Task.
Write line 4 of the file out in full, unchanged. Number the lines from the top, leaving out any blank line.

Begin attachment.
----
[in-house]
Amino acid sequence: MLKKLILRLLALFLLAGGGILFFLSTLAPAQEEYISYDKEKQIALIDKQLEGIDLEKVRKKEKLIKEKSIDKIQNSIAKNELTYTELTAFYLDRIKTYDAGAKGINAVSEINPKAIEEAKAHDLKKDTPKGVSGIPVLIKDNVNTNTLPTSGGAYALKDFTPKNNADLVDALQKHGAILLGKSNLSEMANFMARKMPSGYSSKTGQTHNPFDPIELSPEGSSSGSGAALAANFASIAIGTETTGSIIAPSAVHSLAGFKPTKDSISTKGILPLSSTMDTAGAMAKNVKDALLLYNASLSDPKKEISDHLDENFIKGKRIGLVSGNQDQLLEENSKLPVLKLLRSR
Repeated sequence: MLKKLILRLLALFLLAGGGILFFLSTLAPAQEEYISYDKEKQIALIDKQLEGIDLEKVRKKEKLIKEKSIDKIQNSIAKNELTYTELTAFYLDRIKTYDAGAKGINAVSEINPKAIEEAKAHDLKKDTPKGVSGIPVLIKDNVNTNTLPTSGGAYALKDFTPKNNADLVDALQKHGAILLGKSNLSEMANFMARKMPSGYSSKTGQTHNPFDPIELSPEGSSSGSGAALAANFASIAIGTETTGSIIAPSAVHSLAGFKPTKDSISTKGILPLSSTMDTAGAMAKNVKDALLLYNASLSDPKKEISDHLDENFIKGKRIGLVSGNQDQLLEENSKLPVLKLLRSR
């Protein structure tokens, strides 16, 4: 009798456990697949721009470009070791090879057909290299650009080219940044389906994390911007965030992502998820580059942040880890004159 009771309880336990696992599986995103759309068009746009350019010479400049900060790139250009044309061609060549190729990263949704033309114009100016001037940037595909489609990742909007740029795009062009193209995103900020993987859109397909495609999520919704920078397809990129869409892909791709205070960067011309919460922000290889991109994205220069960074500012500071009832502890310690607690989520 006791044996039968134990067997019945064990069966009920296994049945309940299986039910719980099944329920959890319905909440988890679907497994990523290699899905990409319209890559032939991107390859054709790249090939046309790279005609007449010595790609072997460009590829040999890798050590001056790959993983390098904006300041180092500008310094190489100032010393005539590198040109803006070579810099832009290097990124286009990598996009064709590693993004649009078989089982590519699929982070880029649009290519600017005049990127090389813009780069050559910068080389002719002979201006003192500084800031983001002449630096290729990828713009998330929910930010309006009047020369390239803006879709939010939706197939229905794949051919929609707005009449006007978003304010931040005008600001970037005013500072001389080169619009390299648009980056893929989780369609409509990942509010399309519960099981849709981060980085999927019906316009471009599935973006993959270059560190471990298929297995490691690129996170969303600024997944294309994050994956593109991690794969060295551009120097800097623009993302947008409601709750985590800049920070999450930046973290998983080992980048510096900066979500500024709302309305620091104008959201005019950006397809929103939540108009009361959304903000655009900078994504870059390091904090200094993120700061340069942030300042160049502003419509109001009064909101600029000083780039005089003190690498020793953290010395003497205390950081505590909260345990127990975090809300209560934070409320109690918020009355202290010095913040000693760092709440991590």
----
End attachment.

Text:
């Protein structure tokens, strides 16, 4: 009798456990697949721009470009070791090879057909290299650009080219940044389906994390911007965030992502998820580059942040880890004159 009771309880336990696992599986995103759309068009746009350019010479400049900060790139250009044309061609060549190729990263949704033309114009100016001037940037595909489609990742909007740029795009062009193209995103900020993987859109397909495609999520919704920078397809990129869409892909791709205070960067011309919460922000290889991109994205220069960074500012500071009832502890310690607690989520 006791044996039968134990067997019945064990069966009920296994049945309940299986039910719980099944329920959890319905909440988890679907497994990523290699899905990409319209890559032939991107390859054709790249090939046309790279005609007449010595790609072997460009590829040999890798050590001056790959993983390098904006300041180092500008310094190489100032010393005539590198040109803006070579810099832009290097990124286009990598996009064709590693993004649009078989089982590519699929982070880029649009290519600017005049990127090389813009780069050559910068080389002719002979201006003192500084800031983001002449630096290729990828713009998330929910930010309006009047020369390239803006879709939010939706197939229905794949051919929609707005009449006007978003304010931040005008600001970037005013500072001389080169619009390299648009980056893929989780369609409509990942509010399309519960099981849709981060980085999927019906316009471009599935973006993959270059560190471990298929297995490691690129996170969303600024997944294309994050994956593109991690794969060295551009120097800097623009993302947008409601709750985590800049920070999450930046973290998983080992980048510096900066979500500024709302309305620091104008959201005019950006397809929103939540108009009361959304903000655009900078994504870059390091904090200094993120700061340069942030300042160049502003419509109001009064909101600029000083780039005089003190690498020793953290010395003497205390950081505590909260345990127990975090809300209560934070409320109690918020009355202290010095913040000693760092709440991590």